Concepts of health and and wellness differ significantly through time and space and across the human life course as people age. What does it mean to be a well human through time and space and how do these notions change across the human life course in times of rapid change?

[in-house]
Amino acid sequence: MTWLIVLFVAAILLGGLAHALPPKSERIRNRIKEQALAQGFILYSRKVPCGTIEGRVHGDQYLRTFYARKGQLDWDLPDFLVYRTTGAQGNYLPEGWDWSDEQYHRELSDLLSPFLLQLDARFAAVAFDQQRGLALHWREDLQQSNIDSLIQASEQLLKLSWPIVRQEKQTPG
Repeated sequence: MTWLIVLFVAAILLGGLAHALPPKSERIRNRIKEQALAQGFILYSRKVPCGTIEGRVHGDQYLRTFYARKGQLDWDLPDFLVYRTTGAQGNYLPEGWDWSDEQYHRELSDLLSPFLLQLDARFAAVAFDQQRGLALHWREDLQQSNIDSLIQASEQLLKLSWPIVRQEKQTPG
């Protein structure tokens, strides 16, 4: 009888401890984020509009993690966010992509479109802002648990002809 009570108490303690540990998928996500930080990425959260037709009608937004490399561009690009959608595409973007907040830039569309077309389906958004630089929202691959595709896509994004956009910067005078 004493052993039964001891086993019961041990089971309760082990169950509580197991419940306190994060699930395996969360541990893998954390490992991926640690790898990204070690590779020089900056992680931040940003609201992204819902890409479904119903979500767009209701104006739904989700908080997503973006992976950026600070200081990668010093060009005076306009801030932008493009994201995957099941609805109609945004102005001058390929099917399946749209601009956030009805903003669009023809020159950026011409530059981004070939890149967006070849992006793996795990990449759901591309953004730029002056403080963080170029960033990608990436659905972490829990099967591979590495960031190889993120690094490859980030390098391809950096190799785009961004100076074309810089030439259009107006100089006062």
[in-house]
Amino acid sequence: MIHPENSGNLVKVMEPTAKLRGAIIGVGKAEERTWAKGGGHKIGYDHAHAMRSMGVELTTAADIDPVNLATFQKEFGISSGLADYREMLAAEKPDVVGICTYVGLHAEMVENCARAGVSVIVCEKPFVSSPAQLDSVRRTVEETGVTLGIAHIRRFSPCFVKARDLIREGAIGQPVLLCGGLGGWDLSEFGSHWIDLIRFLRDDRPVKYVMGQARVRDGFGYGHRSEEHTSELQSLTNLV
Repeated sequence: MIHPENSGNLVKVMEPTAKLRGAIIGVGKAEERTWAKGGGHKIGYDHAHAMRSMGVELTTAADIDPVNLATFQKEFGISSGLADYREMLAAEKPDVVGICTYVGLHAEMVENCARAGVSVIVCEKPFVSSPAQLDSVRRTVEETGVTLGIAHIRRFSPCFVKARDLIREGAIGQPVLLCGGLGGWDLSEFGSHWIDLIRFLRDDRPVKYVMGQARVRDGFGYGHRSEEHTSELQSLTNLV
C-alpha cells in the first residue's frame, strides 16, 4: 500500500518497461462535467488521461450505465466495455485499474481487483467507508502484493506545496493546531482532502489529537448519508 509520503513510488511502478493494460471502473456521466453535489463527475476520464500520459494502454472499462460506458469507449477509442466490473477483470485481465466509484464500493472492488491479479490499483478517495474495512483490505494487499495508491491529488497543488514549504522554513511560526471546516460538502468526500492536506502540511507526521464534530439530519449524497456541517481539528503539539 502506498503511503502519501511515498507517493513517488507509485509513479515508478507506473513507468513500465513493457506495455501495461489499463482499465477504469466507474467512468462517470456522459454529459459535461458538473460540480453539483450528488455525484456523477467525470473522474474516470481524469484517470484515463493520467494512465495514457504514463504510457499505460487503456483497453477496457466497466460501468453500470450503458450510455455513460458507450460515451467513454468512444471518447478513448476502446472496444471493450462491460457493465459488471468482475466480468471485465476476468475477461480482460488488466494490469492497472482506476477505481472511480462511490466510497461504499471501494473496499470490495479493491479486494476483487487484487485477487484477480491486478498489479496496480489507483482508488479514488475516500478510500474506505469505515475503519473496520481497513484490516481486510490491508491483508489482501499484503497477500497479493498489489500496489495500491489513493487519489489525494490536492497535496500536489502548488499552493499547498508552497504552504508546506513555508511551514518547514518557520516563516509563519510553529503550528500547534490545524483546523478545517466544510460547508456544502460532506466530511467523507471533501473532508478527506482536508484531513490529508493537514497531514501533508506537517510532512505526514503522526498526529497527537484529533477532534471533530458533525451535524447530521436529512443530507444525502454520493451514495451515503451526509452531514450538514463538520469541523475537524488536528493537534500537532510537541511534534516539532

Concepts of health and wellness differ significantly cross culturally and temporally and should be considered across the human life course, as people age, as well. The economic, social and historical contexts that individuals are born into influence their concepts of health, wellness and disease, etc. Food, what constitutes the meal, the cultural acceptability of foods, words, practices and treatment are vital emic dimensions but also are first affected in times of rapid change. Researchers conducting demographic, epidemiological and medical research projects need to well understand the shifting nuances of the culture and the shifting meanings across individual life courses to correctly select the measures and tools of the study in order to implement meaningful health policy changes. Sources of stress, such as rapid change, are influenced by shifting local meanings and that meaning themselves are context/culture dependant. In this panel we will examine case studies of health and wellness cross culturally, temporally and with a view to understanding how these change or remain the same across the human life course. The organisers encourage papers that recommend policy alternatives and develop culturally sensitive methods delivery of health and medicine in their specific field contexts and papers that value aging and the aged as a cultural resource.